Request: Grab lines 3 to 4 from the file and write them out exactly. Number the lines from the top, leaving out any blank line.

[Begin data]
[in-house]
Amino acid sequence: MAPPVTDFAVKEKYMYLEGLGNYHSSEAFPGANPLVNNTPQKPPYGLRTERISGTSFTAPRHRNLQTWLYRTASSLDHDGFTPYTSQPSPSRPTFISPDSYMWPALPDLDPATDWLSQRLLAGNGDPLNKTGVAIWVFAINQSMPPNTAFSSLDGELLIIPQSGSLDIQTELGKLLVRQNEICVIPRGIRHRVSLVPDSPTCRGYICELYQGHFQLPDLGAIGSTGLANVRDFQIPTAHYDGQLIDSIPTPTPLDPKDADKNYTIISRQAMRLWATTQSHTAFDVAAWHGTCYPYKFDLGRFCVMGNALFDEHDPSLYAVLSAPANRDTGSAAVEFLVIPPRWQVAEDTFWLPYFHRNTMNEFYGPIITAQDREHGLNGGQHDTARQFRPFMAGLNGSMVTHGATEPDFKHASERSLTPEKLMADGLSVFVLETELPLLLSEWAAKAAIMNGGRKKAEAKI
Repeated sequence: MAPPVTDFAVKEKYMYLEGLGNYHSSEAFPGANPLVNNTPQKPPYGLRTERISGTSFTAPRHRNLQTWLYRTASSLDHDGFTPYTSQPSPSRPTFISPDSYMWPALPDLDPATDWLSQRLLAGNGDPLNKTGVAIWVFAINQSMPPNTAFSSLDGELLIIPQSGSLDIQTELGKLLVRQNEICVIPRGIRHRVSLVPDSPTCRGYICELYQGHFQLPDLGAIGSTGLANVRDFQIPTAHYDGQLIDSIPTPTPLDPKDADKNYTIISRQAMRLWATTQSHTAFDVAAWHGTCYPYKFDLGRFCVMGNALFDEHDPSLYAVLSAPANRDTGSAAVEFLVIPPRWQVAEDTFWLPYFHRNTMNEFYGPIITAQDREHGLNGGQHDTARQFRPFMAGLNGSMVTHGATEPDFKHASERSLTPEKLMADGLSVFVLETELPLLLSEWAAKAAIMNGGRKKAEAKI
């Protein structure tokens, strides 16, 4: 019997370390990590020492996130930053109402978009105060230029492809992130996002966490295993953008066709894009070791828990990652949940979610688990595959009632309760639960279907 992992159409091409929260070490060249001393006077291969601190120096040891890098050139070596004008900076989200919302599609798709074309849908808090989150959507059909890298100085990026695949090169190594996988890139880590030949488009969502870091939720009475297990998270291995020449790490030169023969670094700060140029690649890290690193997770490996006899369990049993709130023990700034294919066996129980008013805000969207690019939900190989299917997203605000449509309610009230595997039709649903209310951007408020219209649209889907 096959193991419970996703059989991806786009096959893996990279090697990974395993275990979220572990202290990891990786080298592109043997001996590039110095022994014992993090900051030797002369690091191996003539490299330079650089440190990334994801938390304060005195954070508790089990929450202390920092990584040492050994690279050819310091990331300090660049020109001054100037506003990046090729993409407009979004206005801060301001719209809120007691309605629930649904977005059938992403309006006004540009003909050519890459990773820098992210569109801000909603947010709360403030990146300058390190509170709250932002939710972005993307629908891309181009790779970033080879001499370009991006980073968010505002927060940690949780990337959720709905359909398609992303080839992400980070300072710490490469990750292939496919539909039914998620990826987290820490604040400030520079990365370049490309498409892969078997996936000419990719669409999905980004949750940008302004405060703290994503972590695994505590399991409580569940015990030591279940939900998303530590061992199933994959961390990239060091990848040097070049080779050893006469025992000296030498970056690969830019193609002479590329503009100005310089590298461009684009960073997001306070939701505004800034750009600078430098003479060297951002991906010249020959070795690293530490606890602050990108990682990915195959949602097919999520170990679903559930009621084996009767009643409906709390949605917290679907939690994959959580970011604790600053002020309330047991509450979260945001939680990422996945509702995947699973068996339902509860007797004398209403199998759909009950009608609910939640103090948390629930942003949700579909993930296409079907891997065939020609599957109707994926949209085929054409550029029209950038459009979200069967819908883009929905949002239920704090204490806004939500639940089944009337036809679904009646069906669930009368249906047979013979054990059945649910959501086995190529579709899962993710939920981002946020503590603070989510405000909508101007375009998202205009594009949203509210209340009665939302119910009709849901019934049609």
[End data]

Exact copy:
Repeated sequence: MAPPVTDFAVKEKYMYLEGLGNYHSSEAFPGANPLVNNTPQKPPYGLRTERISGTSFTAPRHRNLQTWLYRTASSLDHDGFTPYTSQPSPSRPTFISPDSYMWPALPDLDPATDWLSQRLLAGNGDPLNKTGVAIWVFAINQSMPPNTAFSSLDGELLIIPQSGSLDIQTELGKLLVRQNEICVIPRGIRHRVSLVPDSPTCRGYICELYQGHFQLPDLGAIGSTGLANVRDFQIPTAHYDGQLIDSIPTPTPLDPKDADKNYTIISRQAMRLWATTQSHTAFDVAAWHGTCYPYKFDLGRFCVMGNALFDEHDPSLYAVLSAPANRDTGSAAVEFLVIPPRWQVAEDTFWLPYFHRNTMNEFYGPIITAQDREHGLNGGQHDTARQFRPFMAGLNGSMVTHGATEPDFKHASERSLTPEKLMADGLSVFVLETELPLLLSEWAAKAAIMNGGRKKAEAKI
């Protein structure tokens, strides 16, 4: 019997370390990590020492996130930053109402978009105060230029492809992130996002966490295993953008066709894009070791828990990652949940979610688990595959009632309760639960279907 992992159409091409929260070490060249001393006077291969601190120096040891890098050139070596004008900076989200919302599609798709074309849908808090989150959507059909890298100085990026695949090169190594996988890139880590030949488009969502870091939720009475297990998270291995020449790490030169023969670094700060140029690649890290690193997770490996006899369990049993709130023990700034294919066996129980008013805000969207690019939900190989299917997203605000449509309610009230595997039709649903209310951007408020219209649209889907 096959193991419970996703059989991806786009096959893996990279090697990974395993275990979220572990202290990891990786080298592109043997001996590039110095022994014992993090900051030797002369690091191996003539490299330079650089440190990334994801938390304060005195954070508790089990929450202390920092990584040492050994690279050819310091990331300090660049020109001054100037506003990046090729993409407009979004206005801060301001719209809120007691309605629930649904977005059938992403309006006004540009003909050519890459990773820098992210569109801000909603947010709360403030990146300058390190509170709250932002939710972005993307629908891309181009790779970033080879001499370009991006980073968010505002927060940690949780990337959720709905359909398609992303080839992400980070300072710490490469990750292939496919539909039914998620990826987290820490604040400030520079990365370049490309498409892969078997996936000419990719669409999905980004949750940008302004405060703290994503972590695994505590399991409580569940015990030591279940939900998303530590061992199933994959961390990239060091990848040097070049080779050893006469025992000296030498970056690969830019193609002479590329503009100005310089590298461009684009960073997001306070939701505004800034750009600078430098003479060297951002991906010249020959070795690293530490606890602050990108990682990915195959949602097919999520170990679903559930009621084996009767009643409906709390949605917290679907939690994959959580970011604790600053002020309330047991509450979260945001939680990422996945509702995947699973068996339902509860007797004398209403199998759909009950009608609910939640103090948390629930942003949700579909993930296409079907891997065939020609599957109707994926949209085929054409550029029209950038459009979200069967819908883009929905949002239920704090204490806004939500639940089944009337036809679904009646069906669930009368249906047979013979054990059945649910959501086995190529579709899962993710939920981002946020503590603070989510405000909508101007375009998202205009594009949203509210209340009665939302119910009709849901019934049609």